Integrating new TB diagnostic tools in resource-poor settings

Until recently, modern culture methods and nucleic acid detection tests have been considered either too complex or too expensive for implementation in LMICs outside of NRLs. In the past 2 years, the World Health Organization has endorsed the use of both liquid culture systems (plus new rapid methods for identifying isolates) and molecular line-probe assays for TB control in LMICs [11,12]. There are now considerable global efforts under way to assist National TB Programs (NTPs) in LMICs to build laboratory capacity to introduce these new tools and develop services based on them [13]. It is recognized that that there is no strong evidence that the introduction of these tools will actually improve TB control at the routine programmatic level. Field studies and cost-effectiveness data are needed to better understand the real-world implications of the changes [14]. There are considerable challenges involved in delivering services based on these technologies in LMICs. These challenges are well recognized, but with little prospect that technology platforms will become available in the near future and thus obviate the need for greatly increased laboratory capability/capacity, there is an imperative to act now.

The Retooling Task Force and the New Diagnostics Working Group of the Stop TB Partnership recently described the pipeline of new diagnostic tools for TB [15]. Of eight new tools considered to be in late-stage development and perhaps available within the next few years, one is a nucleic acid detection test (which may be simpler than current line-probe assays for drug resistance detection) and four are culture-based diagnostics. Of the remaining three tools in late-stage development, two are based on improved smear microscopy. The remaining tool is the interferon-gamma release assay, which (though available on the market) has not yet been endorsed by the World Health Organization for use in TB control programmes, as there is considerable uncertainty about its likely contribution to case finding in LMICs [16]. The two improved microscopy tools, being appropriate for the lower levels of poor health services, may have considerably more impact on quantitative case finding in LMICs than either the culture methods or the molecular assays. One of the improved microscopy tools is fluorescent microscopy (FM) systems based on inexpensive battery-powered light-emitting diodes (LEDs) for DSSM [17]. In a recent systematic review, FM was found to have comparable specificity to Ziehl-Neelsen DSSM but with an approximately 10% increase in sensitivity while taking around 25% of the time to examine smears [18]. The benefits for case finding and alleviating heavy workloads in laboratories have not been realizable to date since conventional fluorescence microscopes were complex and very expensive. The LED-FM systems are currently under evaluation in a number of LMICs. The other improved microscopy tool, front-loaded microscopy, is an approach rather than a technological change [19]. A systematic review of the yield of serial sputum specimens has reported that the first two specimens (collected as spot and morning) identify 95-98% of all smear-positive cases [20]. Because a considerable proportion of patients default from the current DSSM diagnostic process (that requires multiple patient visits), front-loaded smear microscopy involves collecting and examining two sputum specimens on the first day a patient presents and referring those patients in whom the sputum is smear-positive immediately for treatment. Multi-country trials of front-loaded microscopy are ongoing. These optimized smear microscopy tools, though less sensitive than reference laboratory tests, may be more accessible and have a greater public health impact [21]. However, they will not identify drug resistance.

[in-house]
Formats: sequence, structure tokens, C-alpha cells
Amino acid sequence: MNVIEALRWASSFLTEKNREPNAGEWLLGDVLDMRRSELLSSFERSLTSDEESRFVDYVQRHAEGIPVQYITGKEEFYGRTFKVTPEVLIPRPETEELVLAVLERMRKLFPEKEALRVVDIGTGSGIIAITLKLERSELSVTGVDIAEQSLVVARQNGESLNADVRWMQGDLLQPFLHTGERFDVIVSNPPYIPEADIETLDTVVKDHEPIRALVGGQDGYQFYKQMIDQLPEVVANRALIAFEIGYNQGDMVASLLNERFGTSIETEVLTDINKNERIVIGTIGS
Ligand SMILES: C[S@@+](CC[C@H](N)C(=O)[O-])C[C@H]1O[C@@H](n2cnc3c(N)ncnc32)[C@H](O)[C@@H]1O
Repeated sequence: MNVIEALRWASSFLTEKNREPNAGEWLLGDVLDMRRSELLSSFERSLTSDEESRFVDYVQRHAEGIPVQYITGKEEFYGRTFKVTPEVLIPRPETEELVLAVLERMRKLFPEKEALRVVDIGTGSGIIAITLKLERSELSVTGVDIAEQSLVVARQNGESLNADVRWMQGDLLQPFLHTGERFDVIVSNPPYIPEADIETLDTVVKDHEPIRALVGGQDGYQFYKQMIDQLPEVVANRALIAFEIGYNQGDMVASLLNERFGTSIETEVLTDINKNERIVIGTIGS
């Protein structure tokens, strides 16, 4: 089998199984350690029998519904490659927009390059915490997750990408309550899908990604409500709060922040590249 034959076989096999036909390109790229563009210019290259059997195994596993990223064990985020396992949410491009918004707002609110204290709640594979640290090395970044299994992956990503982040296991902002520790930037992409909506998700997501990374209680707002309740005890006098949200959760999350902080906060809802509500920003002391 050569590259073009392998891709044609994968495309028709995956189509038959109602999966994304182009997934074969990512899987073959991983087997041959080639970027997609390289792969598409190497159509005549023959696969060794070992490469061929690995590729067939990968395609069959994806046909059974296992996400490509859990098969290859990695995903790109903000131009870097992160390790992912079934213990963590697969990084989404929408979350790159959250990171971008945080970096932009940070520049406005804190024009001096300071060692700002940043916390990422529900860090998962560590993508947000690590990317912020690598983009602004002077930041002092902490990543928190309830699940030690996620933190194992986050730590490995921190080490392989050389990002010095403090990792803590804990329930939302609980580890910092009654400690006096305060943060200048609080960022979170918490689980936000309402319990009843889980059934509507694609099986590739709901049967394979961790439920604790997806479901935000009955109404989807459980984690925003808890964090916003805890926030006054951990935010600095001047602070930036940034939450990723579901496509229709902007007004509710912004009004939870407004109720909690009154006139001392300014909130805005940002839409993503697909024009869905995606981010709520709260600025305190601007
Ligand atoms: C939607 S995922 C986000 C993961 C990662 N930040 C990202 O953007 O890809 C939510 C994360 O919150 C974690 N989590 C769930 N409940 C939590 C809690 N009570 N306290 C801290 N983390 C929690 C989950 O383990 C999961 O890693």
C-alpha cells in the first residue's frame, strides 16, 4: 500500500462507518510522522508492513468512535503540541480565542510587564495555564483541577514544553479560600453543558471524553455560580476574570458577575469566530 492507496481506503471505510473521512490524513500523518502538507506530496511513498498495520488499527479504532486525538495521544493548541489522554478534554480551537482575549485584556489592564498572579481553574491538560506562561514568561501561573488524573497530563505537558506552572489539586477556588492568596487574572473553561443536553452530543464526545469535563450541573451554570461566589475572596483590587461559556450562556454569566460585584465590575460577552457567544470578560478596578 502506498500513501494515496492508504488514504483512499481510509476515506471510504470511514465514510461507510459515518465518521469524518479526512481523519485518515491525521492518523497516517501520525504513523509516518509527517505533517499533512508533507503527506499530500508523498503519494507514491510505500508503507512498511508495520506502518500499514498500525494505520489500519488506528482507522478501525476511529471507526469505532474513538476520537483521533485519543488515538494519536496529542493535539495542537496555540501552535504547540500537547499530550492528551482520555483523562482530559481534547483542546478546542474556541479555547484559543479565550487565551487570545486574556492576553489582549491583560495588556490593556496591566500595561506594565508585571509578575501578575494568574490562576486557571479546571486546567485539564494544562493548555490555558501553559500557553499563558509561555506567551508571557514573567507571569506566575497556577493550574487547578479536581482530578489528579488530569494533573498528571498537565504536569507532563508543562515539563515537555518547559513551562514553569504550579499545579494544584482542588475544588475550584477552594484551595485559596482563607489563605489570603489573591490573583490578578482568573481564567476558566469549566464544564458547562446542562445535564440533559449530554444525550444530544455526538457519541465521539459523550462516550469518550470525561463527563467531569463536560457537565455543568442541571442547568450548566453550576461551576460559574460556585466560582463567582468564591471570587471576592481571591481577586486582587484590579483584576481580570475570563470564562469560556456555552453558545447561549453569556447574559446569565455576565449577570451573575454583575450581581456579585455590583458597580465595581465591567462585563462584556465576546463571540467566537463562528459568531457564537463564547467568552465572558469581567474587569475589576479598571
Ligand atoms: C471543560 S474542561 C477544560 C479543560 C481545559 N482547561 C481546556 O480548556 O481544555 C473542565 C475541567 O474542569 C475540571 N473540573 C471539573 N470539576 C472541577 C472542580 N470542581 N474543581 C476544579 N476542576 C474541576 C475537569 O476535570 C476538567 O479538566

Implications for clinical practice

Using new tools to improve diagnostic services for TB in resource-poor settings

Diagnostic services based on new tools, whether new (or modified) technologies or new approaches to delivery, have the potential to revolutionize TB case finding. The deficiencies in both quantitative and qualitative case findings need to be addressed. Diagnostic services need to identify more TB cases and to identify drug-resistant cases. Such services are unlikely, in the foreseeable future, to be based upon the introduction of a single new diagnostic tool. Rather, they will involve multiple tools being implemented in an integrated way within a tiered health system [15]. The new diagnostic tools, as well as being integrated with the health systems, will need to be carefully integrated with algorithms for the clinical management of cases. Simple new tools for the diagnosis of pulmonary TB at the lowest levels of health services (point-of-care) and for the diagnosis of extrapulmonary and childhood TB are also urgently needed. They are not yet on the horizon.


direct sputum smear microscopy
fluorescent microscopy
light-emitting diode
low- and middle-income country
Mycobacterium tuberculosis
National Tuberculosis Reference Laboratory
National TB Program


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Competing interests

The authors declare that they have no competing interests.